Directions:

First, cut a potato in half and use a mandoline to slice potato into thin shreds. The key to great potato chips is to slice them very thinly. If you don’t have a mandoline, simply use a chef’s knife to slice your potato into extremely thin slices.

Next, our olive oil over a plate and spread out the oil so that your potato chips won’t stick to the plate. Lay your potato slices over the plate. Season with salt and pepper.

Microwave for 3-4 minutes

Give them a second to cool off, then dig in!

Please SHARE this with your friends and family.

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How To Of The Day: Create An Endless Supply Of Hot Water

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Jan 202017
 
How To Create An Endless Supply Of Hot Water – No Power Required

How To Of The Day: Create An Endless Supply Of Hot Water

Whether one lives off-grid and seeks to create an endless supply of hot water or lives in a location with sparse resources, this video is sure to inspire and inform.

Are you interested in moving off-grid so you might live a self-sufficient life away from society? If so, you’re sure to benefit from this video uploaded to YouTube by engineer775 Practical Preppers. The information shared reveals that all one needs to create an endless supply of hot water is some recycled parts and a small rocket stove.

In case you’re not aware, a rocket stove is a hot burning stove that uses small diameter wood fuel. It ensures almost complete combustion prior to the flames’ reaching the cooking surface and is extremely efficient. Learn how to build your own here.

The ingenious technique described in the video utilizes thermal siphon pumping to move the freshly heated water into the reservoir. It’s easy to reproduce and will ensure an individual has an endless supply of hot water for as long as they need.

 
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How To Of The Day: How To Wash Your Hands Like A Doctor

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Jan 112017
 

You think you’re warding off disease, but if you don’t spend enough time washing your hands in the correct manner you’re fooling yourself.

Use the simple guide below to wash your hands like a doctor.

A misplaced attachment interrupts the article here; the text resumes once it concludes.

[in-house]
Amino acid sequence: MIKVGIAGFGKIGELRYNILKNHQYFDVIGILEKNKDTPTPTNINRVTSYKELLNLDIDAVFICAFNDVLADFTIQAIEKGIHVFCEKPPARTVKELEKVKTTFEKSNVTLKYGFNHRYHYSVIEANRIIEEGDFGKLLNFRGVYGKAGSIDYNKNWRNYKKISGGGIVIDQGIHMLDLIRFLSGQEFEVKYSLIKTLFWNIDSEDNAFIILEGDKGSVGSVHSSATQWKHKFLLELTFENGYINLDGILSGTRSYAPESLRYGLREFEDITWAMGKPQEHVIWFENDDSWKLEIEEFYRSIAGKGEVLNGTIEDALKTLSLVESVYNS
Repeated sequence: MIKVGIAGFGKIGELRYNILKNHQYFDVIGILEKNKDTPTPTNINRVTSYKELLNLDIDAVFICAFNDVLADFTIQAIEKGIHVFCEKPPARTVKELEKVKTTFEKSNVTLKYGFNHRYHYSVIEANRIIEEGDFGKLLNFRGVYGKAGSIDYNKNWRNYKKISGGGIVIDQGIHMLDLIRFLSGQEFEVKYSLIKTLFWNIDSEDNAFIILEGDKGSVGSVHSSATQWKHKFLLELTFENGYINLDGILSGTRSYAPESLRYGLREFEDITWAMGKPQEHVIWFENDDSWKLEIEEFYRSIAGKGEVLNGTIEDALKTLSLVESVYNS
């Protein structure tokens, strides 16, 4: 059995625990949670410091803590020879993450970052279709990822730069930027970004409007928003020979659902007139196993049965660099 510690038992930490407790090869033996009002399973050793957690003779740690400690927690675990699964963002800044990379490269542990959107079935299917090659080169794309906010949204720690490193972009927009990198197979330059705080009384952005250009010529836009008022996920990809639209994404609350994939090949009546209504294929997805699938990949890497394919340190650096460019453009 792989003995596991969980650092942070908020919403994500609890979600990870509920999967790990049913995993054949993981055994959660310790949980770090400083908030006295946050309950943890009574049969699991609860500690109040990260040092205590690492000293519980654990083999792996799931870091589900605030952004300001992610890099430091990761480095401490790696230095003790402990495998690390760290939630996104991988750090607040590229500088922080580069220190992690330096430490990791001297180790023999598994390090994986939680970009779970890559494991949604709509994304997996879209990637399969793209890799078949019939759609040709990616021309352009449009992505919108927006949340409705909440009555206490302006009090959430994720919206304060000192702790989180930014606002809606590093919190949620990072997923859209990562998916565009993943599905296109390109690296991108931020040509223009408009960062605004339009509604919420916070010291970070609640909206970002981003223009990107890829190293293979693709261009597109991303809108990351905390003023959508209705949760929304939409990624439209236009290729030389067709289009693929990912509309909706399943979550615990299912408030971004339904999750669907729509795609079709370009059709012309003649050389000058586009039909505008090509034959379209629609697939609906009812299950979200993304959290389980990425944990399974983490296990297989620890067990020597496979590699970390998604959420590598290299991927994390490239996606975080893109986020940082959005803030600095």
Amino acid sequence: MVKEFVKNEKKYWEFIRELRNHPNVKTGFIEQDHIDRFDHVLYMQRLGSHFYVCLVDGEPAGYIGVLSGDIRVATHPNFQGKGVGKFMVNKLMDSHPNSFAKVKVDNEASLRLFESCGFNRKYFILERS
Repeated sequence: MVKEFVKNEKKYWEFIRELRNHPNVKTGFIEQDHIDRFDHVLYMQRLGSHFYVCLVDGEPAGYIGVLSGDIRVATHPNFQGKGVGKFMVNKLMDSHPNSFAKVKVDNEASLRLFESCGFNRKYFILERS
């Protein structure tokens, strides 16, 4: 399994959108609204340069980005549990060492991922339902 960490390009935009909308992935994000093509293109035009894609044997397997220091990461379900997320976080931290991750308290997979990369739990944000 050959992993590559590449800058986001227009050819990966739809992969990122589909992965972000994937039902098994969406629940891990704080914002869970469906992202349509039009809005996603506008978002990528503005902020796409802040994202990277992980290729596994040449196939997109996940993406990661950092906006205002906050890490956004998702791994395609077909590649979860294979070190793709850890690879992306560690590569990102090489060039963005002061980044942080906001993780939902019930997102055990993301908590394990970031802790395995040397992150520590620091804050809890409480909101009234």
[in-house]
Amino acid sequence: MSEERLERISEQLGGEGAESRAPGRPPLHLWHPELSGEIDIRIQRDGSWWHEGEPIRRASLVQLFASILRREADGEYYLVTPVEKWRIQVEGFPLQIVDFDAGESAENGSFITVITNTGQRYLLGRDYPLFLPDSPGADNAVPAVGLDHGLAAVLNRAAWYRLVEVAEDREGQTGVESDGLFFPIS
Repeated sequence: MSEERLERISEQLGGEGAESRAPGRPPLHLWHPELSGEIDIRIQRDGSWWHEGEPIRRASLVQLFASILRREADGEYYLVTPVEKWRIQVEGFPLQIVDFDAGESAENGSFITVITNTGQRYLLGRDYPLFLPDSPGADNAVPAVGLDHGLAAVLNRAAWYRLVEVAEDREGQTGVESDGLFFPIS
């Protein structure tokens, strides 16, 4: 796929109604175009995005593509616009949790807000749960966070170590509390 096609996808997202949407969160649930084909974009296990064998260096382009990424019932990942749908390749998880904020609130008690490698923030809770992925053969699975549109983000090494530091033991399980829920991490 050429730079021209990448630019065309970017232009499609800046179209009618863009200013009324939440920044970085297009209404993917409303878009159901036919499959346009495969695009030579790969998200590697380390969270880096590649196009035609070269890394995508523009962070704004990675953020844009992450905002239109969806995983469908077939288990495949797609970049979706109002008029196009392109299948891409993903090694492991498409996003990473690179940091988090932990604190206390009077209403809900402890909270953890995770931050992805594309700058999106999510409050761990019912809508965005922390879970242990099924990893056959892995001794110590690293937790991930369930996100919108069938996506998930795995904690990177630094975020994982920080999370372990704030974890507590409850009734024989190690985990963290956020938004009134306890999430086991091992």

How to Wash Your Hands Like a Doctor

January has been the month of the cold that would not die at the McKay household. First one half of the family got sick, then the other, then the first half again. It was a downright pandemic around here. Productivity, morale, and my gains — my poor, poor gains! — have suffered greatly.

It’s gotten me thinking about how to better handle getting sick in the future, and how to prevent getting sick in the first place. When it comes to the latter, proper and regular hand-washing is one of the most important weapons in your cold and flu-fighting arsenal.

In the past I’ve admittedly been a short and sloppy washer. And I’m not alone; studies have shown that only 5% of people wash their hands correctly.

So we talked to Bryan Canterbury, ER doctor at Newton-Wellesley Hospital in Newton, MA, to get his tips on how to wash thoroughly like a right-old medical professional. His doctor-endorsed guide is above.

According to the CDC, you should wash your hands:

  • Before, during, and after preparing food
  • Before eating food
  • Before and after caring for someone who is sick
  • Before and after treating a cut or wound
  • After using the toilet
  • After changing diapers or cleaning up a child who has used the toilet
  • After blowing your nose, coughing, or sneezing
  • After touching an animal, animal feed, or animal waste
  • After handling pet food or pet treats
  • After touching garbage

Skip the antibacterial soap; it’s not only no more effective at getting rid of germs than regular soap, it may lead to the development of resistant strains of bacteria (i.e., the “super bug”). The antibacterial label also tends to make people careless about washing their hands the right way, figuring the soap will take care of the germs itself, which isn’t the case.